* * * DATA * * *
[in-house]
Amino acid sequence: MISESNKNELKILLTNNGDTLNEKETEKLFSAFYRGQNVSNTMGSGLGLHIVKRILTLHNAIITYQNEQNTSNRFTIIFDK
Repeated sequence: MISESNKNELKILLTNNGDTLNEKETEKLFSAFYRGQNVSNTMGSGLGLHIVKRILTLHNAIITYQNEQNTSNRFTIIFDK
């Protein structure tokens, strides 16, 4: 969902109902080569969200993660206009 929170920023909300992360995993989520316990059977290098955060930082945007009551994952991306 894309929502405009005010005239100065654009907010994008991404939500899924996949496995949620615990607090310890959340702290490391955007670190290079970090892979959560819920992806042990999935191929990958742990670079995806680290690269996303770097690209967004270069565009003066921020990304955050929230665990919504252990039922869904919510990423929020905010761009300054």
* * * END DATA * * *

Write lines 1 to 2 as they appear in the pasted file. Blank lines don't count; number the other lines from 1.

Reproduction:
[in-house]
Amino acid sequence: MISESNKNELKILLTNNGDTLNEKETEKLFSAFYRGQNVSNTMGSGLGLHIVKRILTLHNAIITYQNEQNTSNRFTIIFDK